Ignacio Echeverría, the Spaniard who was killed in the London bombings last June, has been posthumously awarded the George Medal, a decoration awarded by Queen Elizabeth II for acts of “great courage”.
A list of 20 such civilian gallantry awards was published by the British Government last Thursday. The Spanish Prime Minister, Pedro Sánchez, said on Twitter how appreciative he was of the posthumous decoration to the Spanish citizen.
Echeverría was decorated along with the Australian Kirsty Boden, who died trying to help the victims who were injured on the London bridge where the tragedy occurred.
Echeverría, 39, “undoubtedly helped to avoid further losses by running towards terrorists, thereby allowing others to escape,” the George Cross Committee noted in a note.
The citation reads, “Ignacio Echeverría showed great courage when he challenged several armed terrorists, using his skateboard as a weapon, he was aware that he was no match for the attackers, but he ran towards them with the intention of preventing their continued armed attacks on innocent people … He showed great courage, he could have taken cover, but he did not, he was unarmed and he had no training, the danger was obvious, but he made a choice to try to help those being attacked, exposing himself to danger”.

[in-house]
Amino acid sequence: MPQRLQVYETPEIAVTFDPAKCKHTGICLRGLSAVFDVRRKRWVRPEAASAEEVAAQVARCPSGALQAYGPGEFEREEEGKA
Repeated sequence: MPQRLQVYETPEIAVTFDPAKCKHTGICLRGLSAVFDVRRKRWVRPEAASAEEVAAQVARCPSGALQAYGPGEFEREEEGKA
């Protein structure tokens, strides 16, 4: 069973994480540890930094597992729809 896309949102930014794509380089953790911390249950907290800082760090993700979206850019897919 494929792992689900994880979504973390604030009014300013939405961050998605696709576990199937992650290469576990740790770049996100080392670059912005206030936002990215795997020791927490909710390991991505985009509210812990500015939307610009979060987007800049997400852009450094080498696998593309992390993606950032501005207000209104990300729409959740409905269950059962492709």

The Spaniard, who worked as an analyst at the HSBC bank, was described by international media as the “skateboard hero” for attacking a terrorist who tried to stab a woman. Unfortunately it cost him his life.
The parents of Ignacio attended Buckingham Palace last week where they received the George Medal from Queen Elizabeth II on their son’s behalf. At the ceremony his father Joaquín Echeverría Alonso said it was a “special moment but very emotional” for him and his wife Miralles De Imperial Hornedo. He said the award helped “recognise the courage of my son”.